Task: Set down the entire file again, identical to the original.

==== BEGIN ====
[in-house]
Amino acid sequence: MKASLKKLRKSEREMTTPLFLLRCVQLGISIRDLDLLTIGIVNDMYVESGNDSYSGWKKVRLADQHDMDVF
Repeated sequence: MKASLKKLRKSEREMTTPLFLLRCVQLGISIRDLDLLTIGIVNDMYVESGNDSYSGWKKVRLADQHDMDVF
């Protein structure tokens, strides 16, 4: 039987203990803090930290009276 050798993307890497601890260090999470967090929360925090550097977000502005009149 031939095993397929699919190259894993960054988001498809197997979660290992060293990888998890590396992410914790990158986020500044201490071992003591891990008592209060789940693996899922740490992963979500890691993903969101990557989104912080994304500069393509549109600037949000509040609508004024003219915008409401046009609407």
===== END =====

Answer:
[in-house]
Amino acid sequence: MKASLKKLRKSEREMTTPLFLLRCVQLGISIRDLDLLTIGIVNDMYVESGNDSYSGWKKVRLADQHDMDVF
Repeated sequence: MKASLKKLRKSEREMTTPLFLLRCVQLGISIRDLDLLTIGIVNDMYVESGNDSYSGWKKVRLADQHDMDVF
């Protein structure tokens, strides 16, 4: 039987203990803090930290009276 050798993307890497601890260090999470967090929360925090550097977000502005009149 031939095993397929699919190259894993960054988001498809197997979660290992060293990888998890590396992410914790990158986020500044201490071992003591891990008592209060789940693996899922740490992963979500890691993903969101990557989104912080994304500069393509549109600037949000509040609508004024003219915008409401046009609407």